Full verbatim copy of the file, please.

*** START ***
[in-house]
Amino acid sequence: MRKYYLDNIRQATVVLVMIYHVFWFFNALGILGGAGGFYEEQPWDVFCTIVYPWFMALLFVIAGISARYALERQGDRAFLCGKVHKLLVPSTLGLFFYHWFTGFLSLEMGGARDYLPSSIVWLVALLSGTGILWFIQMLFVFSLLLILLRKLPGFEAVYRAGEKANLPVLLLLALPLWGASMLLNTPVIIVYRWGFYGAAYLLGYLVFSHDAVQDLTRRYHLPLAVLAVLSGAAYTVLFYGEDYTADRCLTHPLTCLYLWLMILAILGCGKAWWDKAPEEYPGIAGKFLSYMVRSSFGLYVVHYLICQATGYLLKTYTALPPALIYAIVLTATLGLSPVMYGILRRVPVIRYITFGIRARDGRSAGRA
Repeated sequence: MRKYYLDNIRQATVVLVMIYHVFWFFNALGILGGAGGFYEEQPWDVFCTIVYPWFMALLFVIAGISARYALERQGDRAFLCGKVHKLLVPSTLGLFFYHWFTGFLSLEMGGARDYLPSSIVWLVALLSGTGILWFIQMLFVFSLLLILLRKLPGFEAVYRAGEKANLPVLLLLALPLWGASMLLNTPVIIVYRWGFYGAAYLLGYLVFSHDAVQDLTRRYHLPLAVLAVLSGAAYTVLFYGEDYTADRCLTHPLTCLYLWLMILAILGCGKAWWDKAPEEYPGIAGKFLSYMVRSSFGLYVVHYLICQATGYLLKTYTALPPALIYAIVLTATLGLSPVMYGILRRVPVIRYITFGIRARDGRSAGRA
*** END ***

[in-house]
Amino acid sequence: MRKYYLDNIRQATVVLVMIYHVFWFFNALGILGGAGGFYEEQPWDVFCTIVYPWFMALLFVIAGISARYALERQGDRAFLCGKVHKLLVPSTLGLFFYHWFTGFLSLEMGGARDYLPSSIVWLVALLSGTGILWFIQMLFVFSLLLILLRKLPGFEAVYRAGEKANLPVLLLLALPLWGASMLLNTPVIIVYRWGFYGAAYLLGYLVFSHDAVQDLTRRYHLPLAVLAVLSGAAYTVLFYGEDYTADRCLTHPLTCLYLWLMILAILGCGKAWWDKAPEEYPGIAGKFLSYMVRSSFGLYVVHYLICQATGYLLKTYTALPPALIYAIVLTATLGLSPVMYGILRRVPVIRYITFGIRARDGRSAGRA
Repeated sequence: MRKYYLDNIRQATVVLVMIYHVFWFFNALGILGGAGGFYEEQPWDVFCTIVYPWFMALLFVIAGISARYALERQGDRAFLCGKVHKLLVPSTLGLFFYHWFTGFLSLEMGGARDYLPSSIVWLVALLSGTGILWFIQMLFVFSLLLILLRKLPGFEAVYRAGEKANLPVLLLLALPLWGASMLLNTPVIIVYRWGFYGAAYLLGYLVFSHDAVQDLTRRYHLPLAVLAVLSGAAYTVLFYGEDYTADRCLTHPLTCLYLWLMILAILGCGKAWWDKAPEEYPGIAGKFLSYMVRSSFGLYVVHYLICQATGYLLKTYTALPPALIYAIVLTATLGLSPVMYGILRRVPVIRYITFGIRARDGRSAGRA